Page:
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Laboratory evaluation of a microfluidic electrochemical sensor for aerosol oxidative load

dc.contributor.authorShapiro, Jeffrey, author
dc.contributor.authorVolckens, John, advisor
dc.contributor.authorHenry, Charles, committee member
dc.contributor.authorPeel, Jennifer, committee member
dc.description.abstractHuman exposure to particulate matter (PM) air pollution is associated with both human morbidity and mortality. The mechanisms by which PM impacts human health are yet unresolved, but evidence suggests that PM intake leads to cellular oxidative stress through the generation of reactive oxygen species (ROS). Therefore, reliable tools are needed for estimating the oxidant generating capacity, or oxidative load, of PM. The most widely reported method for assessing PM oxidative load is the dithiothreitol (DTT) assay. The traditional DTT assay utilizes filter-based PM collection in conjunction with laboratory analysis. However, the traditional DTT assay suffers from poor time resolution, loss of reactive species during sampling, and high limit of detection. Recently, a new DTT assay was developed by coupling a Particle Into Liquid Sampler with microfluidic-electrochemical detection. This 'on-line' system allows continuous monitoring of PM reactivity (~three minute measurement resolution) from substantially reduced sample masses (nanograms). This study reports on a laboratory evaluation of the on-line DTT approach. A standard urban dust sample was aerosolized in a laboratory test chamber at three atmospherically-relevant concentrations allowing comparison of the on-line and traditional DTT methods. The on-line system gave a stronger correlation between DTT consumption rate and PM mass (R2 = 0.93) than the traditional method (R2 = 0.29). The on-line system also reported ~1.4 times greater relative reactivity for a given PM sample compared to the traditional method (p = 0.022) indicating improved efficiency for the capture and detection of redox-active species. These results suggest that on-line methods for PM sampling and reactivity analysis may improve our ability to study impacts of PM exposure on human health.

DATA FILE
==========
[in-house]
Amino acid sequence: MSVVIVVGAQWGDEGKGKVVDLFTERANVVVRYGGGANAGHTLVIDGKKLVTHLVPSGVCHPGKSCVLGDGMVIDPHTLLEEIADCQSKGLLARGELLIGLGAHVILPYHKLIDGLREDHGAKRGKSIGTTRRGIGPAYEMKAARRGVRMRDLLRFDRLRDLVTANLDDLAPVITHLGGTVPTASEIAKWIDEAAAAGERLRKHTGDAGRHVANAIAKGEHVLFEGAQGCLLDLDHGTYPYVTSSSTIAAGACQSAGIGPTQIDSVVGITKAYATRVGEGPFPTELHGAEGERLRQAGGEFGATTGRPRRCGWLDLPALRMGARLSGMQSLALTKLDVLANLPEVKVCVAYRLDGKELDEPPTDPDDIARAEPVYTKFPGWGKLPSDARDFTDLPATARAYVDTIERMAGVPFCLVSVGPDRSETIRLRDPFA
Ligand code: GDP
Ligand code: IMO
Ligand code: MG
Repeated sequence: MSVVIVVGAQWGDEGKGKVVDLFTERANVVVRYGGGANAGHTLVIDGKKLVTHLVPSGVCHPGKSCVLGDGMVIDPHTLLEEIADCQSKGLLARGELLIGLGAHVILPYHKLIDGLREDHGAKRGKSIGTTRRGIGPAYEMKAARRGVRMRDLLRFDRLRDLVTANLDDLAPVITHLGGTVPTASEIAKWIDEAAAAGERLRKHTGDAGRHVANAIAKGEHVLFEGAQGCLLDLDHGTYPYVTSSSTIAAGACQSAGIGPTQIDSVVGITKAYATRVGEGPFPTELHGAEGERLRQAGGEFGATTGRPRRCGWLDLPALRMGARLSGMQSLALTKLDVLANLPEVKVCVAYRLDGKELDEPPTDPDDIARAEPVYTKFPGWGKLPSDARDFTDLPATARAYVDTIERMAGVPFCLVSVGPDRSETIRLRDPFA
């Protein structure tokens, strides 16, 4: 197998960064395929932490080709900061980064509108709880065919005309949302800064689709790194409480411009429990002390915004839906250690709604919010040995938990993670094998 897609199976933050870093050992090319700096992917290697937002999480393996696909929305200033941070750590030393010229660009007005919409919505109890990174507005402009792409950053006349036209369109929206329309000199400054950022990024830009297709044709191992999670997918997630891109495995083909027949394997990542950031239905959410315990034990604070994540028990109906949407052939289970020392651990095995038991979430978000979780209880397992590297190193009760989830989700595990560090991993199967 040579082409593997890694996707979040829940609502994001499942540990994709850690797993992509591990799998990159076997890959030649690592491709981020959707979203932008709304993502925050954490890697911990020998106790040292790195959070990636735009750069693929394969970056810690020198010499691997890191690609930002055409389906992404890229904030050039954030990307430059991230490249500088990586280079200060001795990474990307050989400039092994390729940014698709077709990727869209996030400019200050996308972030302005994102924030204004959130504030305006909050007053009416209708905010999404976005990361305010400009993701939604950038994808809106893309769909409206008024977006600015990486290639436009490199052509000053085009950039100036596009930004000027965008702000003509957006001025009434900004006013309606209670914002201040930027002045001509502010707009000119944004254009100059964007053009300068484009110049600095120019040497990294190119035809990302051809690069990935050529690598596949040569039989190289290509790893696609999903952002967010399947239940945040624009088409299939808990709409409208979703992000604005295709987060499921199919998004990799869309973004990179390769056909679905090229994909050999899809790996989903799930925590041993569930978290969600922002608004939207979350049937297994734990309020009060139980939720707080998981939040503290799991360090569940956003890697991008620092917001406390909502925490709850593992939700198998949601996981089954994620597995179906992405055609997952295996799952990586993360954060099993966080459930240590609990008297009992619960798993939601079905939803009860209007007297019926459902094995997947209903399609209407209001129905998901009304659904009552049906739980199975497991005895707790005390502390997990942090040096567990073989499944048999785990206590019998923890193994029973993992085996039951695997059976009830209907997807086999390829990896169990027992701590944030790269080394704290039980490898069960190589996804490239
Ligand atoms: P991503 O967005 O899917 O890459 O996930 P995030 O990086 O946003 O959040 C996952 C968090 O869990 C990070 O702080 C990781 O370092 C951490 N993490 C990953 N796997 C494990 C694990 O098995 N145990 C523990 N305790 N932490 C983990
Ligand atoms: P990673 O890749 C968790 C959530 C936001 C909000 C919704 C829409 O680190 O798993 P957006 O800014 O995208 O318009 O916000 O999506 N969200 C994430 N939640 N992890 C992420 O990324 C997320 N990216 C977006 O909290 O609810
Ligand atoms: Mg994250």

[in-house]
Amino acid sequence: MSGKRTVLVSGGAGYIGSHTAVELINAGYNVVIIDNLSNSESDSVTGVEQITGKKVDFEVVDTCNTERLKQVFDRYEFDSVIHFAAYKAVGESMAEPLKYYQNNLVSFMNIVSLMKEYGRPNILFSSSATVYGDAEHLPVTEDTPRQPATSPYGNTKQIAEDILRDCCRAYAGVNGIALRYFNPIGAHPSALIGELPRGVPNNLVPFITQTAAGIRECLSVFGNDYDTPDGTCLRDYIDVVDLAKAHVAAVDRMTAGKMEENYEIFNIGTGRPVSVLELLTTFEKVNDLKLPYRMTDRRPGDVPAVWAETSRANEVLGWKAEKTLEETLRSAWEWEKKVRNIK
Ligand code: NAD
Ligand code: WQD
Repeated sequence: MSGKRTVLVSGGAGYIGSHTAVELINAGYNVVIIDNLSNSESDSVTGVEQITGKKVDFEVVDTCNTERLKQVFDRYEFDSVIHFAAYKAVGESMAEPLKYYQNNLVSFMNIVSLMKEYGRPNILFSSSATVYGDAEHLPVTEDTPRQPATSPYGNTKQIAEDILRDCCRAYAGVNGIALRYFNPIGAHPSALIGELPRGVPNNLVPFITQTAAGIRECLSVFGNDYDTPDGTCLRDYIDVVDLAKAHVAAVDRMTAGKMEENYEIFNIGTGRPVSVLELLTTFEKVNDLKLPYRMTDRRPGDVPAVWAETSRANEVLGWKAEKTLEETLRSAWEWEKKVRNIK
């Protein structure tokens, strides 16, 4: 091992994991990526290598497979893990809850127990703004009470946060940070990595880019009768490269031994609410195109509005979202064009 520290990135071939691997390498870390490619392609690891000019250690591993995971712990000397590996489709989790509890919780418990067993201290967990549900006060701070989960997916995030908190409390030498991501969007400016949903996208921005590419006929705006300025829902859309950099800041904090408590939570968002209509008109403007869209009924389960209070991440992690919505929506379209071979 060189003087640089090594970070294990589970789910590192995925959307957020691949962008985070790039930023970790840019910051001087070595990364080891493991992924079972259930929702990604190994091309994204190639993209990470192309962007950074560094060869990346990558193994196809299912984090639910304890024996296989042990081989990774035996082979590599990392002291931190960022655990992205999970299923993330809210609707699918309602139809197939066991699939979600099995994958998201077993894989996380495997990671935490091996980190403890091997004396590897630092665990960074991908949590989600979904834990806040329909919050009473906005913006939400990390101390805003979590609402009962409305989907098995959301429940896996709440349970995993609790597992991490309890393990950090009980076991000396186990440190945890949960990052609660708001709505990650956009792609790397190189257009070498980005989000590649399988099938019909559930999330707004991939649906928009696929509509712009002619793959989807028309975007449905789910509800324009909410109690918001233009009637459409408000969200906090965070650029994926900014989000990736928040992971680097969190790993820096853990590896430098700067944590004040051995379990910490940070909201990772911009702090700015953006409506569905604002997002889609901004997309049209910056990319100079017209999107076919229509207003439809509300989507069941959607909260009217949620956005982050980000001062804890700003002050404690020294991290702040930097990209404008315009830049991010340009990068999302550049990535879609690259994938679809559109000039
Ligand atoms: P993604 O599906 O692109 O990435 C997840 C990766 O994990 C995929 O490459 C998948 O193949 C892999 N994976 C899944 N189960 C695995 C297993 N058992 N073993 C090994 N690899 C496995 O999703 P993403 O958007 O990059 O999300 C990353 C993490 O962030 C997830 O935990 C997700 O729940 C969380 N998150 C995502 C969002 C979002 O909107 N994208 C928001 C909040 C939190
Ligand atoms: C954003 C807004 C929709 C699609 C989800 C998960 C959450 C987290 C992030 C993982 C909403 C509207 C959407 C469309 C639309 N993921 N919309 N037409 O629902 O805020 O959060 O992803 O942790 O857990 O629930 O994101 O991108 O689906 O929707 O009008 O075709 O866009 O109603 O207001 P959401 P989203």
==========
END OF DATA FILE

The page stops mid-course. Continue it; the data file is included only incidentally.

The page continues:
dc.format.mediumborn digital
dc.format.mediummasters theses
dc.publisherColorado State University. Libraries
dc.rightsCopyright and other restrictions may apply. User is responsible for compliance with all applicable laws. For information about copyright law, please see
dc.subjectoxidative stress
dc.subjectparticulate matter
dc.subjectreactive oxygen species
dc.titleLaboratory evaluation of a microfluidic electrochemical sensor for aerosol oxidative load
dcterms.rights.dplaThis Item is protected by copyright and/or related rights ( You are free to use this Item in any way that is permitted by the copyright and related rights legislation that applies to your use. For other uses you need to obtain permission from the rights-holder(s). and Radiological Health Sciences State University of Science (M.S.)


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